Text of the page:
Shingles and the Shingrix Vaccine By, Dr. Julie Schurr
They say that 50 is the new 30. Many women (and men) lead a life in their fifties that is active, complex and stressful. We are a generation of hard-working, world-travelling multi-taskers who often burn the candle at both ends. As a physician that often sees women over the age of 50 for their primary care, I have become acutely aware of the need for vaccinations as a strong component to a woman’s preventative care. I want to focus specifically on the new shingles vaccine (Shingrix)- a two-part vaccination offerred to patients age 50 and over.
Shingles (herpes zoster) is a painful blistering rash that occurs on one side of the body along a specific dermatome and caused by a reactivation of the chickenpox virus (varicella zoster). Approximately 1-5 days before the rash appears, a tender, itchy or burning sensation occurs along a specific dermatome. The blisters scab over in 7-10 days and the rash subsides within 2-4 weeks. You cannot give shingles to anyone, but you can transmit chickenpox to someone susceptible before the blistering rash scabs over.
Shingrix is the new FDA-approved vaccine that is 90% effective in the prevention of shingles, compared to Zostavax which was significantly less effective and whose protection waned over time. For this reason, it is recommended that those patients who received Zostavax still receive the new and improved Shingrix vaccination series, a one-time, two dose vaccine. It is estimated that 1 in 3 adults over the age of 50 will have a shingles outbreak in their lifetime and although that alone is enough to motivate you to receive the vaccine, Shingrix also reduces your chances for PHN (post-herpetic neuralgia) which is persistent pain at the dermatome affected that can exist for months to years after your shingles outbreak has resolved.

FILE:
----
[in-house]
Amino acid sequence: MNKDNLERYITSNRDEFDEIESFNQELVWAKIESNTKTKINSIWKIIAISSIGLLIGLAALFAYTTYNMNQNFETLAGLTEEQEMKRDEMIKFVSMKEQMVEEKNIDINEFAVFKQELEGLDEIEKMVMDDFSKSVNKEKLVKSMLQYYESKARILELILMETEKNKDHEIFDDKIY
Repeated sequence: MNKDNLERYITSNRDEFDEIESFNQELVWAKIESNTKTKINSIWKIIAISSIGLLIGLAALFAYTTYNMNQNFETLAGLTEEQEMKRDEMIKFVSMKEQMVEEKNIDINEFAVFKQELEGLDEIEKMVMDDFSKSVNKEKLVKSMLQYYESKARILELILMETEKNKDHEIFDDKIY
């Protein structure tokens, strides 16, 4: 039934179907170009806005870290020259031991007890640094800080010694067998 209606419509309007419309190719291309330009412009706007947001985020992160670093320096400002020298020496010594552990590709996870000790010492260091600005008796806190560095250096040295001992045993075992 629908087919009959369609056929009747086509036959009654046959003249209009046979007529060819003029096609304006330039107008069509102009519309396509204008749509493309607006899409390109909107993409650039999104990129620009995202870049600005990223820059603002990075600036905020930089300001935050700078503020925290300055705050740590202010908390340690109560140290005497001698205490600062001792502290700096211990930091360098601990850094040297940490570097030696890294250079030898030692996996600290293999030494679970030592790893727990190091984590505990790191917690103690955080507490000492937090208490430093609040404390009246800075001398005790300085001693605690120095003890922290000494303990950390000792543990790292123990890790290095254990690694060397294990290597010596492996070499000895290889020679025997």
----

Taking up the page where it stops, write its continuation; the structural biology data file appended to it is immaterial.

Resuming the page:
The vaccine is in high demand for obvious reason. Contact our office to inquire if a Shingrix vaccine can be reserved for you or access the link below to determine a pharmacy that has it in stock. Remember you will need two doses; the second is given 2-6 months after your first!